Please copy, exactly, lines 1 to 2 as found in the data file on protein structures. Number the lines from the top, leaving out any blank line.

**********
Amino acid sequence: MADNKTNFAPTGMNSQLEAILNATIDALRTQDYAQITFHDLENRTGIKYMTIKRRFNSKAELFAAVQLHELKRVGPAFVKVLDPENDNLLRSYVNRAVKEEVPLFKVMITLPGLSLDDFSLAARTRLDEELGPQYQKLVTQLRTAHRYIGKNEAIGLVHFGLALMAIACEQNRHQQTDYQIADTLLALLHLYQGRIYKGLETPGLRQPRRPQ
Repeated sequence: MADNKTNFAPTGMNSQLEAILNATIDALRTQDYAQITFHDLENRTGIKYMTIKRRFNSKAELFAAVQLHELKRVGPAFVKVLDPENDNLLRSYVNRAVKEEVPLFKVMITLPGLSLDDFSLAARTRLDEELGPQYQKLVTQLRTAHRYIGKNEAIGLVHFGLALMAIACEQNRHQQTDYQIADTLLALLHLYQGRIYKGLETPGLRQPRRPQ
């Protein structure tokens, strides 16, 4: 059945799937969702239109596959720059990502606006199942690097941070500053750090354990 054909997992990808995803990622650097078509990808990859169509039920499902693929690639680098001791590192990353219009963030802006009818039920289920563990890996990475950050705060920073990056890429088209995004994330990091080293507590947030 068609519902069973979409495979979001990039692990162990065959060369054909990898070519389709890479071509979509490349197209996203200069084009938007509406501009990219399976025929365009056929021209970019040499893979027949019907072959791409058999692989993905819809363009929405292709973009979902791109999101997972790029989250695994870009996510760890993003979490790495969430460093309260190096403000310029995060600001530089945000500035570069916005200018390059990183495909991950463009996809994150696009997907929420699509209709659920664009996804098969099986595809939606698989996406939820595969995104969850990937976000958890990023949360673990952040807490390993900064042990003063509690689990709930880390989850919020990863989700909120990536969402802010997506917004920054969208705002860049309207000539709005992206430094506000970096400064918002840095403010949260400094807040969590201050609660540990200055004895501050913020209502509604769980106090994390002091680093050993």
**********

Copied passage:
Amino acid sequence: MADNKTNFAPTGMNSQLEAILNATIDALRTQDYAQITFHDLENRTGIKYMTIKRRFNSKAELFAAVQLHELKRVGPAFVKVLDPENDNLLRSYVNRAVKEEVPLFKVMITLPGLSLDDFSLAARTRLDEELGPQYQKLVTQLRTAHRYIGKNEAIGLVHFGLALMAIACEQNRHQQTDYQIADTLLALLHLYQGRIYKGLETPGLRQPRRPQ
Repeated sequence: MADNKTNFAPTGMNSQLEAILNATIDALRTQDYAQITFHDLENRTGIKYMTIKRRFNSKAELFAAVQLHELKRVGPAFVKVLDPENDNLLRSYVNRAVKEEVPLFKVMITLPGLSLDDFSLAARTRLDEELGPQYQKLVTQLRTAHRYIGKNEAIGLVHFGLALMAIACEQNRHQQTDYQIADTLLALLHLYQGRIYKGLETPGLRQPRRPQ